Old Town Lijiang
Checked into the Old Town Hotel, Lijiang. The bus couldn’t get into the old narrow streets, so we walked on cobblestones about 15 minutes through a maze of narrow walkways. Lijiang gets some 10,000,000 tourists a year. I believe it! It’s the Chinese version of Estes Park CO, only with a lot more people. There was a severe earthquake about 20 years ago but all of Old Town was rebuilt in the same old fashion.
Shaman of the Dongba Culture and the Dongba Museum
Dongba is the religion of the Naxi people. The Dongba have no pagodas or temples, just priests, music, dancing and pictograph writing. Their history goes back 1000 years. The heart of their religion is harmony between nature and people. Their history stories combine the Tibetian, Dali, and Lijiang peoples, and including a connection with Thai people across the border.
Much of the old culture was destroyed during the Cultural Revolution but some things were hidden away for decades. When the regime change, those items were brought into a museum.
In one case, the religious painting at a private home was covered over with a giant portrait of Chairman Mao, saving the priceless painting underneath. Others were painted over with black paint, unfortunately hard to remove later.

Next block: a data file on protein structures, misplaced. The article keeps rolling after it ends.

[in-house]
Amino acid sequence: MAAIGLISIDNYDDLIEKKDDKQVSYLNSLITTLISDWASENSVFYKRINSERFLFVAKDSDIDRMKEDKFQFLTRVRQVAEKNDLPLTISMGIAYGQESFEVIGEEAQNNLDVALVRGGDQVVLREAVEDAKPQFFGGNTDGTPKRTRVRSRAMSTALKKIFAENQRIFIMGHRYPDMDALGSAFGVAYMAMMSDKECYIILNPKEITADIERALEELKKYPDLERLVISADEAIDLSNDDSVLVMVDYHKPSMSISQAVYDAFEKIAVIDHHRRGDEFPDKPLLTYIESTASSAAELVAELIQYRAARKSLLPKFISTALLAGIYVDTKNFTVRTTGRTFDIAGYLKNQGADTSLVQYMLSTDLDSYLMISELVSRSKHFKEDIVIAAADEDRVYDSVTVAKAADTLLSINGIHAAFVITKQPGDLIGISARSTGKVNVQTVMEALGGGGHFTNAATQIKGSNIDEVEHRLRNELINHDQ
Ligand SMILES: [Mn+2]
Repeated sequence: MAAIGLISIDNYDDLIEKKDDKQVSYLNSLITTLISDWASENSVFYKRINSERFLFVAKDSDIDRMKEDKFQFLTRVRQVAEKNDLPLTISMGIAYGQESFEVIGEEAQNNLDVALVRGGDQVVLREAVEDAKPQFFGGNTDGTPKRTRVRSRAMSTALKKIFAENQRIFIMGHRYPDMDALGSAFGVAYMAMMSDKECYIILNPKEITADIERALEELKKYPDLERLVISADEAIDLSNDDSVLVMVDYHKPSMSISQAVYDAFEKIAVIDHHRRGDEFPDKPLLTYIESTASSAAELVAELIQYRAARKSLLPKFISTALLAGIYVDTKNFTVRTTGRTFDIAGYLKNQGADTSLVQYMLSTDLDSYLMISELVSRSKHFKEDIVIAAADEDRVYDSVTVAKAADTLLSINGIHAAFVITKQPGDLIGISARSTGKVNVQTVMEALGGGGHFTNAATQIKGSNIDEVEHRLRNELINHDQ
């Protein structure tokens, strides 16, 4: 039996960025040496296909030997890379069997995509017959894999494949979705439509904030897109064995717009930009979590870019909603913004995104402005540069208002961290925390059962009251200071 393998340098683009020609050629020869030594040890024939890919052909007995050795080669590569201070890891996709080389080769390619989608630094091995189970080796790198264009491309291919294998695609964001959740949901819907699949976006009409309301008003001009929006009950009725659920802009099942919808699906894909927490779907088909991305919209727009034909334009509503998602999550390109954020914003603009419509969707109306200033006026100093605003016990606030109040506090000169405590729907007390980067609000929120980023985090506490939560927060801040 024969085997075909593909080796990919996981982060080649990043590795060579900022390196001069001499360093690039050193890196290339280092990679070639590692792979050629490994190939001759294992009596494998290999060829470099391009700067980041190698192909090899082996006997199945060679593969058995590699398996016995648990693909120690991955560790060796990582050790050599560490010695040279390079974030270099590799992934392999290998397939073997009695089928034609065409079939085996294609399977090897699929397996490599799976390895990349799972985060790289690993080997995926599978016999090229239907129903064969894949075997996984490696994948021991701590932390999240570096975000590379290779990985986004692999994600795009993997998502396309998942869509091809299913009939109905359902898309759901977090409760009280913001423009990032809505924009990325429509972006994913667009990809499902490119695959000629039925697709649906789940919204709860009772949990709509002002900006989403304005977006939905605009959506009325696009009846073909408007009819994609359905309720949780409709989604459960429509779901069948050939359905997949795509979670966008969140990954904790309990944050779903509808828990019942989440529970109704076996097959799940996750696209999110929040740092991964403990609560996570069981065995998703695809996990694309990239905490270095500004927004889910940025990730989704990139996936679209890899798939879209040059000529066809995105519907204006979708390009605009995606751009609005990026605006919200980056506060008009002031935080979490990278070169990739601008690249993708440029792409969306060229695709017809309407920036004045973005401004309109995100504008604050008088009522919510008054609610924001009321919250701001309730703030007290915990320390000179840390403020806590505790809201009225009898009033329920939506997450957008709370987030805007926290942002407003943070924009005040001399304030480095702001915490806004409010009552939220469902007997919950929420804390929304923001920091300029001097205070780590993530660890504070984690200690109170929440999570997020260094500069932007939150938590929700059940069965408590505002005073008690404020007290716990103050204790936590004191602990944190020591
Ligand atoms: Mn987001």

Black Dragon Pool and Park
We walked around the Black Dragon Pool. It’s an absolutely stunning park. We passed many pagodas, bridges….including the “lost lover bridge”. Most of the parks here have exercise equipment. Just as US parks might have picnic tables or playgrounds for children, here the adults (including seniors) are using exercise equipment. I’ve only seen one overweight man in Yunnan and no overweight women or children. Everyone walks a lot and the diet seems to be 95% rice, tofu and vegetables. The clouds eventually lifted from the 18,300′ peak of Jade Dragon Snow Mountain. No rain this day! The first rainless day since we arrived.
Walk to Tea House and Eating Silk Worms
This is the last set of photos for our time in Yunnan, China. The next day we left Lijiang for Kunming, Beijing and our flight to Mongolia.